Graduation Year


Document Type




Degree Granting Department

Computer Science and Engineering

Major Professor

Lawrence O. Hall, Ph.D.

Co-Major Professor

Dmitry B. Goldgof, Ph.D.


brain imaging


This dissertation presents a knowledge-guided expert system that is capable of applying routinesfor multispectral analysis, (un)supervised clustering, and basic image processing to automatically detect and segment brain tissue abnormalities, and then label glioblastoma-multiforme brain tumors in magnetic resonance volumes of the human brain. The magnetic resonance images used here consist of three feature images (T1-weighted, proton density, T2-weighted) and the system is designed to be independent of a particular scanning protocol. Separate, but contiguous 2D slices in the transaxial plane form a brain volume. This allows complete tumor volumes to be measured and if repeat scans are taken over time, the system may be used to monitor tumor response to past treatments and aid in the planning of future treatment. Furthermore, once processing begins, the system is completely unsupervised, thus avoiding the problems of human variability found in supervised segmentation efforts.

Each slice is initially segmented by an unsupervised fuzzy c-means algorithm. The segmented image, along with its respective cluster centers, is then analyzed by a rule-based expert system which iteratively locates tissues of interest based on the hierarchy of cluster centers in feature space. Model-based recognition techniques analyze tissues of interest by searching for expected characteristics and comparing those found with previously defined qualitative models. Normal/abnormal classification is performed through a default reasoning method: if a significant model deviation is found, the slice is considered abnormal. Otherwise, the slice is considered normal. Tumor segmentation in abnormal slices begins with multispectral histogram analysis and thresholding to separate suspected tumor from the rest of the intra-cranial region. The tumor is then refined with a variant of seed growing, followed by spatial component analysis and a final thresholding step to remove non-tumor pixels.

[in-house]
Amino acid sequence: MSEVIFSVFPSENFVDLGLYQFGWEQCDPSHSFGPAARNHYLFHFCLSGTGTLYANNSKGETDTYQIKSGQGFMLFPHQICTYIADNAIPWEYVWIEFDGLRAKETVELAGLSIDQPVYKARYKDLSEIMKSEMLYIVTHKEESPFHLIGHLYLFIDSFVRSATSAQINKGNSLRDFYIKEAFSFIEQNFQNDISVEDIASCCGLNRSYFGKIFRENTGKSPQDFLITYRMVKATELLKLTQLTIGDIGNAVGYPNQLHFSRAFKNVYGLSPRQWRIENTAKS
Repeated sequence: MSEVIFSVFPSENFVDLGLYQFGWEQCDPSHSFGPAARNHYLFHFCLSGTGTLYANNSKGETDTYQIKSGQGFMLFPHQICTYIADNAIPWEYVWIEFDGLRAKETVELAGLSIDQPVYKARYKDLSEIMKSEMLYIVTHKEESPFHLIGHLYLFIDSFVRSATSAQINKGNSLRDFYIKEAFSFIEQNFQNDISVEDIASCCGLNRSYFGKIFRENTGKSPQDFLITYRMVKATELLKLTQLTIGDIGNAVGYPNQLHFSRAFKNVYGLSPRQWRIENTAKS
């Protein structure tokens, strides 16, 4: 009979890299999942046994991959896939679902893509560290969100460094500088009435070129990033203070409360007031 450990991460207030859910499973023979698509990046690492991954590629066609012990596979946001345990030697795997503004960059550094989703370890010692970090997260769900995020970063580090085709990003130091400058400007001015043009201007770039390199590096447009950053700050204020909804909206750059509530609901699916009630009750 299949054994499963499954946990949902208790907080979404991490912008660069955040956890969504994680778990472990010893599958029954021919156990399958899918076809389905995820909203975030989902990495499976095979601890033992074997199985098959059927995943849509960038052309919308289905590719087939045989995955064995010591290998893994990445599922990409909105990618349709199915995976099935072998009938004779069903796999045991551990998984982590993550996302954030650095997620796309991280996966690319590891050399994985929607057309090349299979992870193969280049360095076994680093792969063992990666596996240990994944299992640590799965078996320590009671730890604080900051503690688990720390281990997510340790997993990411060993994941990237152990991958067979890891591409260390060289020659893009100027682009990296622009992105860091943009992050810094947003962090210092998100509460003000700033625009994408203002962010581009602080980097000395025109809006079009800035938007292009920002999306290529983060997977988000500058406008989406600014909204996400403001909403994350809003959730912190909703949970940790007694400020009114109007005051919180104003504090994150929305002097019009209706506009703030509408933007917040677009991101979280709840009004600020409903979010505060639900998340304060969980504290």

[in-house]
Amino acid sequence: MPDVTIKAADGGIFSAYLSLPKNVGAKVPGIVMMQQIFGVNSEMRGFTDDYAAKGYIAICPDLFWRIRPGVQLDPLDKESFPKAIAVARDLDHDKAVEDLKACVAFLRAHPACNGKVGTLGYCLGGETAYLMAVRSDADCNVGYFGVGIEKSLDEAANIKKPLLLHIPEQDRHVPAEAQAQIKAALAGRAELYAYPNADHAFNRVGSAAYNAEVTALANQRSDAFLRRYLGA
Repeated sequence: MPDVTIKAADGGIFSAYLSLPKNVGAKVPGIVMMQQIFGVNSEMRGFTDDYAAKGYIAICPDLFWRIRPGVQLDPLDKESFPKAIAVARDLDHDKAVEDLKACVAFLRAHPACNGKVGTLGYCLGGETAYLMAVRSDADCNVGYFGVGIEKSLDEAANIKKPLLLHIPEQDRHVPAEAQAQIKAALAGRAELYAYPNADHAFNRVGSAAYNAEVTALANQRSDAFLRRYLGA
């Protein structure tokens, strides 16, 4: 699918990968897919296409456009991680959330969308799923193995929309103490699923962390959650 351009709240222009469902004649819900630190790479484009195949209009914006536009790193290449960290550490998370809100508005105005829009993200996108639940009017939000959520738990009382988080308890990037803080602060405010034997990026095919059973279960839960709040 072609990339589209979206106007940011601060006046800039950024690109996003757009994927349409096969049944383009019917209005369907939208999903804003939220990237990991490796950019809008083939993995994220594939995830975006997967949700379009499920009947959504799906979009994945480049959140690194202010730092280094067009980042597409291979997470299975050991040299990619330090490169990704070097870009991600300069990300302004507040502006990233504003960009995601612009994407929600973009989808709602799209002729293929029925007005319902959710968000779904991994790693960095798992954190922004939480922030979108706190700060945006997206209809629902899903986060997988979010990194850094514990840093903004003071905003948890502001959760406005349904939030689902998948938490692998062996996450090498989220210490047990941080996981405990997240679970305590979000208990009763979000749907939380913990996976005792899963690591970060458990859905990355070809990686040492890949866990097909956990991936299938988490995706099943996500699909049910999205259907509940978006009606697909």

The knowledge used in this system was extracted from general principles of magnetic resonance imaging, the distributions of individual voxels and cluster centers in feature space, and anatomical information. Knowledge is used both for single slice processing and information propagation between slices. A standard rule-based expert system shell (CLIPS) was modified to include the multispectral analysis, clustering, and image processing tools.

A total of sixty-three volume data sets from eight patients and seventeen volunteers (four with and thirteen without gadolinium enhancement) were acquired from a single magnetic resonance imaging system with slightly varying scanning protocols were available for processing. All volumes were processed for normal/abnormal classification. Tumor segmentation was performed on the abnormal slices and the results were compared with a radiologist-labeled ��ground truth' tumor volume and tumor segmentations created by applying supervised k-nearest neighbors, a partially supervised variant of the fuzzy c-means clustering algorithm, and a commercially available seed growing package. The results of the developed automatic system generally correspond well to ground truth, both on a per slice basis and more importantly in tracking total tumor volume during treatment over time.